By the time I was six years old, I was already a dedicated child-reader.
I loved to read the latest books, read to the piano, and even watch movies.
In fact, I would watch the movie “Battleship Potemkin” several times a week.
I remember watching the first time I saw the film with my father, who loved the movie so much that he would read the entire script on the piano.
The film was a huge influence on me.
I was always curious about how our local library was kept in shape.
It was my first real glimpse into a library that was run by the government and operated by volunteers.
The King County Library System was born in 1917 when a local farmer donated his land to help fund the building of the first county library.
In 1926, the county library system was built and opened as a government-owned facility.
In 1937, King County was awarded a National Historic Landmark designation for its efforts in the field of education and community.
The landmark designation allowed the county to include an official library in its official designation.
In 1939, King was named a National Landmark, a designation that is reserved for those areas of the nation that have a national significance or have significant historical or cultural significance.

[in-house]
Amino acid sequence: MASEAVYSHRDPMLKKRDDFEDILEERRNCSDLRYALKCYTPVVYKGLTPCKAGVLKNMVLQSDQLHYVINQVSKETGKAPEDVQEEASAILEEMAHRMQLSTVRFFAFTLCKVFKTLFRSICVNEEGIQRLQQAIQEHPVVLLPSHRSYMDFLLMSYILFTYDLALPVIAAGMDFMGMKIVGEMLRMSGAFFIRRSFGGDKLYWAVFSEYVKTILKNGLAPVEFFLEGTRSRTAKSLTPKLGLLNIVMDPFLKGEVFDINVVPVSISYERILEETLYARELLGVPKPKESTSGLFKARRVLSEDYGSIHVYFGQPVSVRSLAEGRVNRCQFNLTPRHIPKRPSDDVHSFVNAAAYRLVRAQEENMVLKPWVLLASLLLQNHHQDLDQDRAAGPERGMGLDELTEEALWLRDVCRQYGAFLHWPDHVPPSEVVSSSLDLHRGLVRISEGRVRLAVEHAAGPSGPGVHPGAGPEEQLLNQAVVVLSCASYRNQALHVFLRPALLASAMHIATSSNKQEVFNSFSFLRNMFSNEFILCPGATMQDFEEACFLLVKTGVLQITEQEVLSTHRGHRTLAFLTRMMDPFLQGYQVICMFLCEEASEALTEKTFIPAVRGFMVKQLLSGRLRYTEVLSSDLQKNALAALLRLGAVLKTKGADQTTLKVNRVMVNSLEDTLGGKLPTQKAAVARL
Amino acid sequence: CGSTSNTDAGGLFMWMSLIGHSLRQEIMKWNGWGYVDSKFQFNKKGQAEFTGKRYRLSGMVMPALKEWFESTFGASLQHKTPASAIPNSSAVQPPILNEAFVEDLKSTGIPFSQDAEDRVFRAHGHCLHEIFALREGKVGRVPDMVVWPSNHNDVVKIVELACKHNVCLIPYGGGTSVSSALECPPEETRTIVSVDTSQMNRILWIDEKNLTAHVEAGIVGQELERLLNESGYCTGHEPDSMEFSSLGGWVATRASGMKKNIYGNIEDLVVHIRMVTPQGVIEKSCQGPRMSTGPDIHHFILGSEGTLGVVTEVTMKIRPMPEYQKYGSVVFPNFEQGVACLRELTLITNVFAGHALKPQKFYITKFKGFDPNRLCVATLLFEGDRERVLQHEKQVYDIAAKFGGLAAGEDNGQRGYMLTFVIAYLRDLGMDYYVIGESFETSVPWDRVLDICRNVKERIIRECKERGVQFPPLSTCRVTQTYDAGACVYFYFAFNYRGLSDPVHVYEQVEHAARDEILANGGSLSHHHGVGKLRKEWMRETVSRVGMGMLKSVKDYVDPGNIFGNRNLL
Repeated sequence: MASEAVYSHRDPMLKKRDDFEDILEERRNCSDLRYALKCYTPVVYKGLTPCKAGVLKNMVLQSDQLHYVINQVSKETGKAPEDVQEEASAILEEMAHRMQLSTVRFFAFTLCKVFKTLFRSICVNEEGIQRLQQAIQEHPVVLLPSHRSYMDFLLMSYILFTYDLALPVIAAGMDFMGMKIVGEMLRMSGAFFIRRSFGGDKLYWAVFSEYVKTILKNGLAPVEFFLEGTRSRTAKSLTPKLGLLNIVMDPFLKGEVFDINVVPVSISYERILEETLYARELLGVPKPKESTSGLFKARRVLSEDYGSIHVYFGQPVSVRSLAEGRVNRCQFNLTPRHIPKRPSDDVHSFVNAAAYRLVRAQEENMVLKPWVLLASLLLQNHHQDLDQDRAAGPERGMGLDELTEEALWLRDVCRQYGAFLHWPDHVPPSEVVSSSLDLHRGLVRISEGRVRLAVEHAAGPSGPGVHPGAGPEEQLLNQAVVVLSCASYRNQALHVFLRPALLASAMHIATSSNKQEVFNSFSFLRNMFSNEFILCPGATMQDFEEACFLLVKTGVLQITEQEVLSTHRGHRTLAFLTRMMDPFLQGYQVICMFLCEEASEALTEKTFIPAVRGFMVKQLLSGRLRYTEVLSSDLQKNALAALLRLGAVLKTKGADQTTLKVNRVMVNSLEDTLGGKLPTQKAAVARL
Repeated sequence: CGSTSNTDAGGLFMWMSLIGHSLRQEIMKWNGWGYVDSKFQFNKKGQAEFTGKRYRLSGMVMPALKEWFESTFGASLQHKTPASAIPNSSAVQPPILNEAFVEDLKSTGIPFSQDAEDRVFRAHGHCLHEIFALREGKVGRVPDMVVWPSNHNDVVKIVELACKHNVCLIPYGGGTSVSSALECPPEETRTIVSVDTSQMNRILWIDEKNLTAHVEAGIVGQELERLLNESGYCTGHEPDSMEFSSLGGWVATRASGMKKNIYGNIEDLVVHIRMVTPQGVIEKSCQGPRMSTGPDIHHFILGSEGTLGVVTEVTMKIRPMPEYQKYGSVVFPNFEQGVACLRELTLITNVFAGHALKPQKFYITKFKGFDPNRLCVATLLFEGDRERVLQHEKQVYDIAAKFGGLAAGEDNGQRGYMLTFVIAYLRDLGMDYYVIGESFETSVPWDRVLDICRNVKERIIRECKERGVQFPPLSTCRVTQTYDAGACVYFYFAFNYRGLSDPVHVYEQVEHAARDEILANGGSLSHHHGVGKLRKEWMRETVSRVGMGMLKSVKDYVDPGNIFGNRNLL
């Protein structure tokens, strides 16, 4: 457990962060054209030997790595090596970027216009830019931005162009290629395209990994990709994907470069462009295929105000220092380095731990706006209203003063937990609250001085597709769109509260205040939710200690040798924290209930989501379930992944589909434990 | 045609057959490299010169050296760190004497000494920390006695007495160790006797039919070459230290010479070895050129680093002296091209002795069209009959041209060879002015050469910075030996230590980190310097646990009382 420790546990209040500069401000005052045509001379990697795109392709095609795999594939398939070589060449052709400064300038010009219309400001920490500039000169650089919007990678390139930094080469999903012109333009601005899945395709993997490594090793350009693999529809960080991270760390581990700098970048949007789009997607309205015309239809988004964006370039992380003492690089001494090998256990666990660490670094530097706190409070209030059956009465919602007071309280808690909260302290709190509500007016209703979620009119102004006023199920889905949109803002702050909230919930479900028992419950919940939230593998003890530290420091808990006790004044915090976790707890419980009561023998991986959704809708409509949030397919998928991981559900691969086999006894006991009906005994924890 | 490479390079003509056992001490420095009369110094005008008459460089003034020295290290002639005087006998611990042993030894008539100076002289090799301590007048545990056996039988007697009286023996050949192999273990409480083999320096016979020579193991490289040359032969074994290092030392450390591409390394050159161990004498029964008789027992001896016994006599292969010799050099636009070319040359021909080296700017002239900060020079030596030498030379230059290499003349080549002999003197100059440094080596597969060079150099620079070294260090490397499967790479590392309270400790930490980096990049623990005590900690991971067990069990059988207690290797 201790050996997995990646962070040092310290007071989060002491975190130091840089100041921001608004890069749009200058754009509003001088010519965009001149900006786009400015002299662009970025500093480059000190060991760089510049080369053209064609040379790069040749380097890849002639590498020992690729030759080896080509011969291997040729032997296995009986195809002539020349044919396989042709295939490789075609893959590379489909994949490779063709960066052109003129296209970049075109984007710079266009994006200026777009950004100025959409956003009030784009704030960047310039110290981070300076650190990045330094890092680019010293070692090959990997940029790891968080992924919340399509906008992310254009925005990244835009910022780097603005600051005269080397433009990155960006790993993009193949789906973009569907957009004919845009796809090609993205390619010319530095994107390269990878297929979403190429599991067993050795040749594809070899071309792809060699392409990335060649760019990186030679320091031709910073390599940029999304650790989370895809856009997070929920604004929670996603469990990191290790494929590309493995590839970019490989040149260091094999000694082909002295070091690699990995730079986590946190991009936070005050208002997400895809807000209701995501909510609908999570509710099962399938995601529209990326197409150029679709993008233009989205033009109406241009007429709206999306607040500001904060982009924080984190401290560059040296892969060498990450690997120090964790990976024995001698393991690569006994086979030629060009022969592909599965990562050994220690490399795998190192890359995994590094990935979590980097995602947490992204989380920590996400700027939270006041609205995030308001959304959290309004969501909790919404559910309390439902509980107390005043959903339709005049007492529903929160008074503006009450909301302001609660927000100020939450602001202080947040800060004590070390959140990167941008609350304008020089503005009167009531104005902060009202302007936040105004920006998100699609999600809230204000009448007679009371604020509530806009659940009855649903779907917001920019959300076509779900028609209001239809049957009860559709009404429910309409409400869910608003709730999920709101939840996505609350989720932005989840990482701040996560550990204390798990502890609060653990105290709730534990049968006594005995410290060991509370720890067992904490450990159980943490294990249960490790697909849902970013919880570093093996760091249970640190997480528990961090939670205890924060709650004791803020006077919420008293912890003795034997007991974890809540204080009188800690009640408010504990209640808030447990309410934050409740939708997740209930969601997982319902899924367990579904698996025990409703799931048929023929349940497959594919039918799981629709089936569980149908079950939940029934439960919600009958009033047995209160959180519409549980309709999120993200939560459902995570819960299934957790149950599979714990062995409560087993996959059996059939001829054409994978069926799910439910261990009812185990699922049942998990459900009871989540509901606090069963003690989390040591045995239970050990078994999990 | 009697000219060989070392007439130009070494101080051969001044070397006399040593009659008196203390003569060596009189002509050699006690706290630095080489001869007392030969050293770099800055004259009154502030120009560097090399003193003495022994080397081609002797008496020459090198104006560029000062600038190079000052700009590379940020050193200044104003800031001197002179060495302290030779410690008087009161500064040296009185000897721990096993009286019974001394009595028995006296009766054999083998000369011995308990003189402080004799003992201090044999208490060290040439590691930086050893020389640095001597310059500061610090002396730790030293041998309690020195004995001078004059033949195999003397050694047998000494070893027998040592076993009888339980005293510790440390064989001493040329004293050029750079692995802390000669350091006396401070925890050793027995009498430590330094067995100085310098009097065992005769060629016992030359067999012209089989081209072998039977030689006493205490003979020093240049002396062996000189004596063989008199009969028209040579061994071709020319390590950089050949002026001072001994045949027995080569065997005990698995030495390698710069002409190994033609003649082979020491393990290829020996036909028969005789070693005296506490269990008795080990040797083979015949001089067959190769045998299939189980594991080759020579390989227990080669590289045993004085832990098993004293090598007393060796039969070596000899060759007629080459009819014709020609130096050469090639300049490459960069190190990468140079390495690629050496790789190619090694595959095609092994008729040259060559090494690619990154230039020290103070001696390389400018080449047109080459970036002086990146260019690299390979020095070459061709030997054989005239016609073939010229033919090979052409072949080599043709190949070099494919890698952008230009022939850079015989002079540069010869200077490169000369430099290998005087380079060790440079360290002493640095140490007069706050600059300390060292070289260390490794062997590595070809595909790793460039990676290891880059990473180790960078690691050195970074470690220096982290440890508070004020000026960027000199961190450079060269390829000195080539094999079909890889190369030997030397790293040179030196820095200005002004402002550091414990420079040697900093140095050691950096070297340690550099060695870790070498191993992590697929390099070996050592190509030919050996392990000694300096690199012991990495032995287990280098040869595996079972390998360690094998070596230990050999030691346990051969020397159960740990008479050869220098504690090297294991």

In 1951, King and the city of Seattle decided to open a new library.
After years of lobbying by local officials, they opened the King County Public Library in 1971.
The new library was designed with a modern design, with its large windows and open space.
Its purpose was to make King County accessible to the public.
At the time, the library system had only about 2,400 full-time employees and was staffed primarily by volunteers, who collected books and papers, organized group meetings, and taught library technology.
In 1978, King opened a new, state-of-the-art, public library for the first-ever use by the county.
In 1993, the King Library System made headlines when it was awarded the prestigious National Landscape Conservation Trust’s Grand Challenge award.
The program recognizes the people, organizations, and organizations who have made significant contributions to the preservation of national parks, wildlife refuges, and natural areas.
The library system has had several significant upgrades since then.
In 2006, it was renamed the King Libraries of America and in 2013, it became the King Community Learning Center.
The facilities have been revamped, as well.
This year, the new library opened in conjunction with the King Public Library Day.
King’s library system is the largest library in the state, with more than 1.5 million books in circulation, and more than 200 branches.
King has about 2 million books and nearly 2,000 branches.
The library system also provides information and free computer and Internet access to the county residents, employees, and visitors.
For more information about the King library system, visit the King community learning center at 206-639-2710.